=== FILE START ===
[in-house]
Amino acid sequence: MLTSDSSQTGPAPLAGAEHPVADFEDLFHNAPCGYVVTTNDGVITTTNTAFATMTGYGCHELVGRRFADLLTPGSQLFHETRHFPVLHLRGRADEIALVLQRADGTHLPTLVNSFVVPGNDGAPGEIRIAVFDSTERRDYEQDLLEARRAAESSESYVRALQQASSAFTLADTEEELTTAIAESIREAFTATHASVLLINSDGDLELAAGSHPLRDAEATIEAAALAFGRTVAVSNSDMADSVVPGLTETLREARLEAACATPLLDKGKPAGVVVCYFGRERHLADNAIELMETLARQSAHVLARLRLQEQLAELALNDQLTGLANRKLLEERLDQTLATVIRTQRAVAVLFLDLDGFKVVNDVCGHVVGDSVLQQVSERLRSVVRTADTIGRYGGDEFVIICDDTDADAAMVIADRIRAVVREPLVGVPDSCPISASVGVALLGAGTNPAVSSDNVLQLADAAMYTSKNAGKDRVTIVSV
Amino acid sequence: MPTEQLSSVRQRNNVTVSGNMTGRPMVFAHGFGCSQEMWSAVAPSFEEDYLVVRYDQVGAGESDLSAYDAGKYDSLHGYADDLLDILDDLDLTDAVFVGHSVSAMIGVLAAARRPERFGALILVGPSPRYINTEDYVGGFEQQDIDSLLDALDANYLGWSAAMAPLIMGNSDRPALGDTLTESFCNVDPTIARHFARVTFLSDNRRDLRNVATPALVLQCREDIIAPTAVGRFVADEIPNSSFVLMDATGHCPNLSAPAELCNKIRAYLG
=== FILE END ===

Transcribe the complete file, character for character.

[in-house]
Amino acid sequence: MLTSDSSQTGPAPLAGAEHPVADFEDLFHNAPCGYVVTTNDGVITTTNTAFATMTGYGCHELVGRRFADLLTPGSQLFHETRHFPVLHLRGRADEIALVLQRADGTHLPTLVNSFVVPGNDGAPGEIRIAVFDSTERRDYEQDLLEARRAAESSESYVRALQQASSAFTLADTEEELTTAIAESIREAFTATHASVLLINSDGDLELAAGSHPLRDAEATIEAAALAFGRTVAVSNSDMADSVVPGLTETLREARLEAACATPLLDKGKPAGVVVCYFGRERHLADNAIELMETLARQSAHVLARLRLQEQLAELALNDQLTGLANRKLLEERLDQTLATVIRTQRAVAVLFLDLDGFKVVNDVCGHVVGDSVLQQVSERLRSVVRTADTIGRYGGDEFVIICDDTDADAAMVIADRIRAVVREPLVGVPDSCPISASVGVALLGAGTNPAVSSDNVLQLADAAMYTSKNAGKDRVTIVSV
Amino acid sequence: MPTEQLSSVRQRNNVTVSGNMTGRPMVFAHGFGCSQEMWSAVAPSFEEDYLVVRYDQVGAGESDLSAYDAGKYDSLHGYADDLLDILDDLDLTDAVFVGHSVSAMIGVLAAARRPERFGALILVGPSPRYINTEDYVGGFEQQDIDSLLDALDANYLGWSAAMAPLIMGNSDRPALGDTLTESFCNVDPTIARHFARVTFLSDNRRDLRNVATPALVLQCREDIIAPTAVGRFVADEIPNSSFVLMDATGHCPNLSAPAELCNKIRAYLG